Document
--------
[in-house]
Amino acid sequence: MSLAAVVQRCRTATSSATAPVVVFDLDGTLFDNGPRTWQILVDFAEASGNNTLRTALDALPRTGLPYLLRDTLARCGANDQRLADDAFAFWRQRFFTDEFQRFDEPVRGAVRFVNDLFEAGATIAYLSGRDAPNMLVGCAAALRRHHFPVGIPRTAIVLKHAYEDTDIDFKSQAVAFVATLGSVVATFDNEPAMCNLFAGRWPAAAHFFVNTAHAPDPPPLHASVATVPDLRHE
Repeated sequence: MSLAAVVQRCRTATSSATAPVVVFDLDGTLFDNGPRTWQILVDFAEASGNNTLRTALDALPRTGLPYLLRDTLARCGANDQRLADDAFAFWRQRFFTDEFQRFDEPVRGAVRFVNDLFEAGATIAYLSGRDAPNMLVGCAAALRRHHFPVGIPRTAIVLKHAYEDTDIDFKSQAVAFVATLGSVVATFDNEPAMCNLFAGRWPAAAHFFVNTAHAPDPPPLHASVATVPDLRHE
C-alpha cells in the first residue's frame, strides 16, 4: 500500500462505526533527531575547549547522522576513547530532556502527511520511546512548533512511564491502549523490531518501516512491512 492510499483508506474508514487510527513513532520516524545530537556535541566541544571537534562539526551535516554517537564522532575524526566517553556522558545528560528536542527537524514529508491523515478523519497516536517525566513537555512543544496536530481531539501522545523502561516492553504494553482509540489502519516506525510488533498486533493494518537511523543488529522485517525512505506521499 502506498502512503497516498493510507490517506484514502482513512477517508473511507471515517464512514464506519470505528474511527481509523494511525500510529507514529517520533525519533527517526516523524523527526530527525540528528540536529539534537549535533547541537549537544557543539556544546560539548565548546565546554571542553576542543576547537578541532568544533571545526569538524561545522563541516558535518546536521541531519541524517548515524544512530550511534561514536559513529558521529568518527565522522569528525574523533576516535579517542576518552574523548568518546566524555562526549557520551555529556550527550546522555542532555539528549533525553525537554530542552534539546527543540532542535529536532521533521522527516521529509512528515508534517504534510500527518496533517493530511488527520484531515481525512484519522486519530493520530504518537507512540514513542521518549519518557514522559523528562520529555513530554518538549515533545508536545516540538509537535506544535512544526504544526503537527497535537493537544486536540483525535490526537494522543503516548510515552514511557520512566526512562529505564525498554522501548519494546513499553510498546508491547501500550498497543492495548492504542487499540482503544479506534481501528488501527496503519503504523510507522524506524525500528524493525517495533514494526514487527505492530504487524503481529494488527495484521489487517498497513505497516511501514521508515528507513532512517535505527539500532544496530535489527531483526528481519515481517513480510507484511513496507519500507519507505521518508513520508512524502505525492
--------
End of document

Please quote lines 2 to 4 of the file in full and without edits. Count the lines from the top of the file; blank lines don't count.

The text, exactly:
Amino acid sequence: MSLAAVVQRCRTATSSATAPVVVFDLDGTLFDNGPRTWQILVDFAEASGNNTLRTALDALPRTGLPYLLRDTLARCGANDQRLADDAFAFWRQRFFTDEFQRFDEPVRGAVRFVNDLFEAGATIAYLSGRDAPNMLVGCAAALRRHHFPVGIPRTAIVLKHAYEDTDIDFKSQAVAFVATLGSVVATFDNEPAMCNLFAGRWPAAAHFFVNTAHAPDPPPLHASVATVPDLRHE
Repeated sequence: MSLAAVVQRCRTATSSATAPVVVFDLDGTLFDNGPRTWQILVDFAEASGNNTLRTALDALPRTGLPYLLRDTLARCGANDQRLADDAFAFWRQRFFTDEFQRFDEPVRGAVRFVNDLFEAGATIAYLSGRDAPNMLVGCAAALRRHHFPVGIPRTAIVLKHAYEDTDIDFKSQAVAFVATLGSVVATFDNEPAMCNLFAGRWPAAAHFFVNTAHAPDPPPLHASVATVPDLRHE
C-alpha cells in the first residue's frame, strides 16, 4: 500500500462505526533527531575547549547522522576513547530532556502527511520511546512548533512511564491502549523490531518501516512491512 492510499483508506474508514487510527513513532520516524545530537556535541566541544571537534562539526551535516554517537564522532575524526566517553556522558545528560528536542527537524514529508491523515478523519497516536517525566513537555512543544496536530481531539501522545523502561516492553504494553482509540489502519516506525510488533498486533493494518537511523543488529522485517525512505506521499 502506498502512503497516498493510507490517506484514502482513512477517508473511507471515517464512514464506519470505528474511527481509523494511525500510529507514529517520533525519533527517526516523524523527526530527525540528528540536529539534537549535533547541537549537544557543539556544546560539548565548546565546554571542553576542543576547537578541532568544533571545526569538524561545522563541516558535518546536521541531519541524517548515524544512530550511534561514536559513529558521529568518527565522522569528525574523533576516535579517542576518552574523548568518546566524555562526549557520551555529556550527550546522555542532555539528549533525553525537554530542552534539546527543540532542535529536532521533521522527516521529509512528515508534517504534510500527518496533517493530511488527520484531515481525512484519522486519530493520530504518537507512540514513542521518549519518557514522559523528562520529555513530554518538549515533545508536545516540538509537535506544535512544526504544526503537527497535537493537544486536540483525535490526537494522543503516548510515552514511557520512566526512562529505564525498554522501548519494546513499553510498546508491547501500550498497543492495548492504542487499540482503544479506534481501528488501527496503519503504523510507522524506524525500528524493525517495533514494526514487527505492530504487524503481529494488527495484521489487517498497513505497516511501514521508515528507513532512517535505527539500532544496530535489527531483526528481519515481517513480510507484511513496507519500507519507505521518508513520508512524502505525492